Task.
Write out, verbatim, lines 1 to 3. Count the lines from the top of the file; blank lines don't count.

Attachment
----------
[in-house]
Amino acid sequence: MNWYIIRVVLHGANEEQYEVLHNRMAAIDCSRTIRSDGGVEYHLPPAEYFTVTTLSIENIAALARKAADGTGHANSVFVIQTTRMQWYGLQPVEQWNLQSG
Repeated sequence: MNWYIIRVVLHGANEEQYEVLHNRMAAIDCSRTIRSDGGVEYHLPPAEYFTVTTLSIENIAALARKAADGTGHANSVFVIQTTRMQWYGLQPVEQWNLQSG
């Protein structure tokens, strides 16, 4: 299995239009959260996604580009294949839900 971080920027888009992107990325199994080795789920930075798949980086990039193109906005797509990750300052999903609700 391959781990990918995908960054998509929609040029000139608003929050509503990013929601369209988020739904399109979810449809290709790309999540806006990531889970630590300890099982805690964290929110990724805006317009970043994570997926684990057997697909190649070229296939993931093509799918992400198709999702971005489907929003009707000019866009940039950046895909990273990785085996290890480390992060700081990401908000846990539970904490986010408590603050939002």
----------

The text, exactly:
[in-house]
Amino acid sequence: MNWYIIRVVLHGANEEQYEVLHNRMAAIDCSRTIRSDGGVEYHLPPAEYFTVTTLSIENIAALARKAADGTGHANSVFVIQTTRMQWYGLQPVEQWNLQSG
Repeated sequence: MNWYIIRVVLHGANEEQYEVLHNRMAAIDCSRTIRSDGGVEYHLPPAEYFTVTTLSIENIAALARKAADGTGHANSVFVIQTTRMQWYGLQPVEQWNLQSG